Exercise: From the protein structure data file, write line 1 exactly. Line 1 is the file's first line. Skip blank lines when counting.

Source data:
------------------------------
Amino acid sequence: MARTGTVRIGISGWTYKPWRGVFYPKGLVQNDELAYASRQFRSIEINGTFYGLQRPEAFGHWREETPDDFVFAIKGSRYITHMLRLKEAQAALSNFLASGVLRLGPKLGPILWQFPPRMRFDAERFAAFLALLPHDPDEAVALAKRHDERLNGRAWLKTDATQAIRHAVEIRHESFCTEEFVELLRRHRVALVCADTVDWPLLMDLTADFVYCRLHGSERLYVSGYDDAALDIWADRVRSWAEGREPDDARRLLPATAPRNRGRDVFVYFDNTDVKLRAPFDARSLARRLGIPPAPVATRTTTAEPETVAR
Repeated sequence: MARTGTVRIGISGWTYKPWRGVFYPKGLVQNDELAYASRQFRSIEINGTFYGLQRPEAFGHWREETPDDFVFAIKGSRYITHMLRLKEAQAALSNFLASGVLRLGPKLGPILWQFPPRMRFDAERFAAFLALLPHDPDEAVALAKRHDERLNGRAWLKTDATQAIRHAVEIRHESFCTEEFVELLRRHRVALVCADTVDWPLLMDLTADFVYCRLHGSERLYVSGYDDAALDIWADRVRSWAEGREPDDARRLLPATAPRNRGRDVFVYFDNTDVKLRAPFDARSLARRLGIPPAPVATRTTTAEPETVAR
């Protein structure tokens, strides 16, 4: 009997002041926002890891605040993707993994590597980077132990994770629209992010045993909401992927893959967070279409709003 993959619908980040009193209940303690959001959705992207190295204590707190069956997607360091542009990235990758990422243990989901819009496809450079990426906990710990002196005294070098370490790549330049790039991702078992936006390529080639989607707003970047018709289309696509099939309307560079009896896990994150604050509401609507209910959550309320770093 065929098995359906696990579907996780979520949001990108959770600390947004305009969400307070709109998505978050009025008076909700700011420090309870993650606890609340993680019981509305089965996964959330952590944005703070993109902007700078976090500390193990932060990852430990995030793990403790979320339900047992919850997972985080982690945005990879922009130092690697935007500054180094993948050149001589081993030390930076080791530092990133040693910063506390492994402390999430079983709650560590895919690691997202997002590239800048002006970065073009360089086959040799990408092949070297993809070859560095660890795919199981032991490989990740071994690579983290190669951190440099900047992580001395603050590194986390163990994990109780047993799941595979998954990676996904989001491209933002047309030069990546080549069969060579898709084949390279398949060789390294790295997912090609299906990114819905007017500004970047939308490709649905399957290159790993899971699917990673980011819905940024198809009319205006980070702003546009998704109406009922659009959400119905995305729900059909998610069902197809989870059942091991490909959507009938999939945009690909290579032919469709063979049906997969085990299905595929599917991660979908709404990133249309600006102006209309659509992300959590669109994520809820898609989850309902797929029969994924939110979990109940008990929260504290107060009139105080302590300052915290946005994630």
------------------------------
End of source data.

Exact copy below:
Amino acid sequence: MARTGTVRIGISGWTYKPWRGVFYPKGLVQNDELAYASRQFRSIEINGTFYGLQRPEAFGHWREETPDDFVFAIKGSRYITHMLRLKEAQAALSNFLASGVLRLGPKLGPILWQFPPRMRFDAERFAAFLALLPHDPDEAVALAKRHDERLNGRAWLKTDATQAIRHAVEIRHESFCTEEFVELLRRHRVALVCADTVDWPLLMDLTADFVYCRLHGSERLYVSGYDDAALDIWADRVRSWAEGREPDDARRLLPATAPRNRGRDVFVYFDNTDVKLRAPFDARSLARRLGIPPAPVATRTTTAEPETVAR